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Tuesday, April 21, 2020

SyRI: identification of syntenic and rearranged regions from whole-genome assemblies

We present SyRI, an efficient tool for genome-wide identification of structural rearrangements (SR) from genome graphs, which are built up from pair-wise whole-genome alignments. Instead of searching for differences, SyRI starts by finding all co-linear regions between the genomes. As all remaining regions are SRs by definition, they can be classified as inversions, translocations, or duplications based on their positions in convoluted networks of repetitive alignments. Finally, SyRI reports local variations like SNPs and indels within syntenic and rearranged regions. We show SyRItextquoterights broad applicability to multiple species and genetically validate the presence of ~100 translocations identified in Arabidopsis.

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Tuesday, April 21, 2020

Giant tortoise genomes provide insights into longevity and age-related disease.

Giant tortoises are among the longest-lived vertebrate animals and, as such, provide an excellent model to study traits like longevity and age-related diseases. However, genomic and molecular evolutionary information on giant tortoises is scarce. Here, we describe a global analysis of the genomes of Lonesome George-the iconic last member of Chelonoidis abingdonii-and the Aldabra giant tortoise (Aldabrachelys gigantea). Comparison of these genomes with those of related species, using both unsupervised and supervised analyses, led us to detect lineage-specific variants affecting DNA repair genes, inflammatory mediators and genes related to cancer development. Our study also hints at specific evolutionary strategies linked…

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Tuesday, April 21, 2020

Diversity of phytobeneficial traits revealed by whole-genome analysis of worldwide-isolated phenazine-producing Pseudomonas spp.

Plant-beneficial Pseudomonas spp. competitively colonize the rhizosphere and display plant-growth promotion and/or disease-suppression activities. Some strains within the P. fluorescens species complex produce phenazine derivatives, such as phenazine-1-carboxylic acid. These antimicrobial compounds are broadly inhibitory to numerous soil-dwelling plant pathogens and play a role in the ecological competence of phenazine-producing Pseudomonas spp. We assembled a collection encompassing 63 strains representative of the worldwide diversity of plant-beneficial phenazine-producing Pseudomonas spp. In this study, we report the sequencing of 58 complete genomes using PacBio RS II sequencing technology. Distributed among four subgroups within the P. fluorescens species complex, the diversity of our…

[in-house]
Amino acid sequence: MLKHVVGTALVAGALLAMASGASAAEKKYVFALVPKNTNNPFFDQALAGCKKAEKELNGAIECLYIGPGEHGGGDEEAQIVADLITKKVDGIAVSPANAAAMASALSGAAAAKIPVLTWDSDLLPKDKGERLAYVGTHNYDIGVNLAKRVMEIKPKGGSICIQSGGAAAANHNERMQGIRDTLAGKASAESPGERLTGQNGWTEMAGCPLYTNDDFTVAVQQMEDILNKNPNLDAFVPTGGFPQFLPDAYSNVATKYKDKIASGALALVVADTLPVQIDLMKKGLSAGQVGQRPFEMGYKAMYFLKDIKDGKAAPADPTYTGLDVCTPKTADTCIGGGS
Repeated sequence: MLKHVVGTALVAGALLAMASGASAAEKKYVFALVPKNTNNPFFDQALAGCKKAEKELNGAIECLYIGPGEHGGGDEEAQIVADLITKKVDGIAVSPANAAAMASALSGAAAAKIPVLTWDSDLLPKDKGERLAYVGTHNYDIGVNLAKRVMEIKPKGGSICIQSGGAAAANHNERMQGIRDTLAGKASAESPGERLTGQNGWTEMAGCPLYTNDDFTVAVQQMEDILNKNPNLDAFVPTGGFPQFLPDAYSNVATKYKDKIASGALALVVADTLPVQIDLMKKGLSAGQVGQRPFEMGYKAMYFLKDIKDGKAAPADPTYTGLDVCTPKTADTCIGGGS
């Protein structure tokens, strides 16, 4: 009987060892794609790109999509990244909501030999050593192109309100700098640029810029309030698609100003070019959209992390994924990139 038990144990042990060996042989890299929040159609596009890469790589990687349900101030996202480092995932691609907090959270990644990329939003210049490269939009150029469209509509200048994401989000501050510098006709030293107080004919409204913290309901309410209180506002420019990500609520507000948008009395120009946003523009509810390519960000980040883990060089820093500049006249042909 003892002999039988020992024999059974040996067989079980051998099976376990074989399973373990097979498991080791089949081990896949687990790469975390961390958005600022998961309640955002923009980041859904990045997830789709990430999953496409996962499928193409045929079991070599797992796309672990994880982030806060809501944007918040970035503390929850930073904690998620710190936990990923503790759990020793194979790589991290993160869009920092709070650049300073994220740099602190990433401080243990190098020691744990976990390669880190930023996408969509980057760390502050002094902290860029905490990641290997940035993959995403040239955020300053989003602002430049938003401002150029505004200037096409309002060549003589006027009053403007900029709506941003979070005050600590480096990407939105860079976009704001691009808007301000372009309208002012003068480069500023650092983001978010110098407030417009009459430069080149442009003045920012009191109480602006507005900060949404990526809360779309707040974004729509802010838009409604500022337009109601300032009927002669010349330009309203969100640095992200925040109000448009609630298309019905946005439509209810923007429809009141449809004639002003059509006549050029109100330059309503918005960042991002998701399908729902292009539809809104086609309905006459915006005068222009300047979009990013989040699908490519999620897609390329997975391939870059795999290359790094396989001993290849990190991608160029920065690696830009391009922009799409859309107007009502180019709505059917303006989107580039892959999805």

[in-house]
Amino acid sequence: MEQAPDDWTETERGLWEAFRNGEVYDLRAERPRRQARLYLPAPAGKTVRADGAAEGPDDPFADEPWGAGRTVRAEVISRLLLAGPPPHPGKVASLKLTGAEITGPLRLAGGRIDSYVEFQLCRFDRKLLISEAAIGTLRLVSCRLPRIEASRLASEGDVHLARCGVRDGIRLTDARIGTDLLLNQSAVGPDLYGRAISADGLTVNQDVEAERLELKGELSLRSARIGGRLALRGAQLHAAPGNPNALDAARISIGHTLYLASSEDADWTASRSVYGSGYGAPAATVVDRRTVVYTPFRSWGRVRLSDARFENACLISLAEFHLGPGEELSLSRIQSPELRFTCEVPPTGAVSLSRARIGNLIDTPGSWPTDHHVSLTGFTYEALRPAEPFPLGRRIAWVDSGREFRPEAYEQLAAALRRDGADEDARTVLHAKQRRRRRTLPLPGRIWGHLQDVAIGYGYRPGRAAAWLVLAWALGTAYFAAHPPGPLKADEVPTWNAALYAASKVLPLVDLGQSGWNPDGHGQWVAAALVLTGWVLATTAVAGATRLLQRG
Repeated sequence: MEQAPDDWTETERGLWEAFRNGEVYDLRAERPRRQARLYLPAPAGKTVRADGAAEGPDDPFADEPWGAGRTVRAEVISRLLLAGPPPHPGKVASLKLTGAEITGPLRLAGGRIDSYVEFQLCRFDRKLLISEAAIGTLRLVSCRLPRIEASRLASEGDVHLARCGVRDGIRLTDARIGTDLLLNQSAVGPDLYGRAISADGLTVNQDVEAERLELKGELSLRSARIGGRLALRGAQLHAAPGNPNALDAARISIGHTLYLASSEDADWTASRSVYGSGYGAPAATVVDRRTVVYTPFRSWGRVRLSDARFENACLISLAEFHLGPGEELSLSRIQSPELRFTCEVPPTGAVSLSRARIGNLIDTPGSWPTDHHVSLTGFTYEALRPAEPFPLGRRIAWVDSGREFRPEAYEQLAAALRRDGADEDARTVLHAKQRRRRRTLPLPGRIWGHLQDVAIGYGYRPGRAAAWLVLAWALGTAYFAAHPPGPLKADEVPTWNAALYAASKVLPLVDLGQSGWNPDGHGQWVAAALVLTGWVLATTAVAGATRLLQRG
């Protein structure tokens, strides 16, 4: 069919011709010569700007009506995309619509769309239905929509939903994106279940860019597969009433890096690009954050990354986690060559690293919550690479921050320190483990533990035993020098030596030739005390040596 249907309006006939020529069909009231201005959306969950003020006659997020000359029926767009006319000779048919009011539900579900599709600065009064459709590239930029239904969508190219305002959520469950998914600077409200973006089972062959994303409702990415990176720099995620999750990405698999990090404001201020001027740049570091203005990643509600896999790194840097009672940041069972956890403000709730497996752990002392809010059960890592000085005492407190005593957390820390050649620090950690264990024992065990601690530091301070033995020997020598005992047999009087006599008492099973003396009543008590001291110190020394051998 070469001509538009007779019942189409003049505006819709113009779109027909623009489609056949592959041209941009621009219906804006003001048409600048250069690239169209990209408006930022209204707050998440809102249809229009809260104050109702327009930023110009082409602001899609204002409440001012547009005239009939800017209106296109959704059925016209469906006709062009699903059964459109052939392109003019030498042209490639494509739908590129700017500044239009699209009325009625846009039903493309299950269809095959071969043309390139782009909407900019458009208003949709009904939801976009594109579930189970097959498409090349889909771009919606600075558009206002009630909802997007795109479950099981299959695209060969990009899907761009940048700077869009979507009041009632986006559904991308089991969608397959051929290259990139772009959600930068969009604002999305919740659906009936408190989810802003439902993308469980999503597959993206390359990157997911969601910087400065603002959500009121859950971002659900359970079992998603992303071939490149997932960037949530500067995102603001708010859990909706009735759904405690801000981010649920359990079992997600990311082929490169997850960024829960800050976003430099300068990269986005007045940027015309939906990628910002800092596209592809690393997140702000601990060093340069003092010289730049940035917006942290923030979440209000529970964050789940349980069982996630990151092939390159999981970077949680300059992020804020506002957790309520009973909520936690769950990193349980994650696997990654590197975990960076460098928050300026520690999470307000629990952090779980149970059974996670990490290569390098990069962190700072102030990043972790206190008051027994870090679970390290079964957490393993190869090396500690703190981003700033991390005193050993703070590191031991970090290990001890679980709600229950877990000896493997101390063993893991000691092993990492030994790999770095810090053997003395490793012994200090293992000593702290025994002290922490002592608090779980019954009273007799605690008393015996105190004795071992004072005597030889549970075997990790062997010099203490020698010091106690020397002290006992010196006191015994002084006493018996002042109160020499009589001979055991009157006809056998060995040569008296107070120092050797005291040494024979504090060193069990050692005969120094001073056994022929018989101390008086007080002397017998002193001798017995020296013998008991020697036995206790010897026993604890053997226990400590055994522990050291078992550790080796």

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Tuesday, April 21, 2020

Whole-Genome Alignment and Comparative Annotation.

Rapidly improving sequencing technology coupled with computational developments in sequence assembly are making reference-quality genome assembly economical. Hundreds of vertebrate genome assemblies are now publicly available, and projects are being proposed to sequence thousands of additional species in the next few years. Such dense sampling of the tree of life should give an unprecedented new understanding of evolution and allow a detailed determination of the events that led to the wealth of biodiversity around us. To gain this knowledge, these new genomes must be compared through genome alignment (at the sequence level) and comparative annotation (at the gene level). However,…

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Tuesday, April 21, 2020

Dynamic virulence-related regions of the plant pathogenic fungus Verticillium dahliae display enhanced sequence conservation.

Plant pathogens continuously evolve to evade host immune responses. During host colonization, many fungal pathogens secrete effectors to perturb such responses, but these in turn may become recognized by host immune receptors. To facilitate the evolution of effector repertoires, such as the elimination of recognized effectors, effector genes often reside in genomic regions that display increased plasticity, a phenomenon that is captured in the two-speed genome hypothesis. The genome of the vascular wilt fungus Verticillium dahliae displays regions with extensive presence/absence polymorphisms, so-called lineage-specific regions, that are enriched in in planta-induced putative effector genes. As expected, comparative genomics reveals differential…

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Tuesday, April 21, 2020

Development and Genome Sequencing of a Laboratory-Inbred Miniature Pig Facilitates Study of Human Diabetic Disease.

Pig has been proved to be a valuable large animal model used for research on diabetic disease. However, their translational value is limited given their distinct anatomy and physiology. For the last 30 years, we have been developing a laboratory Asian miniature pig inbred line (Bama miniature pig [BM]) from the primitive Bama xiang pig via long-term selective inbreeding. Here, we assembled a BM reference genome at full chromosome-scale resolution with a total length of 2.49 Gb. Comparative and evolutionary genomic analyses identified numerous variations between the BM and commercial pig (Duroc), particularly those in the genetic loci associated with…

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Wednesday, February 26, 2020

Comparative genomics of Shiga toxin-producing Escherichia coli O145:H28 strains associated with the 2007 Belgium and 2010 US outbreaks.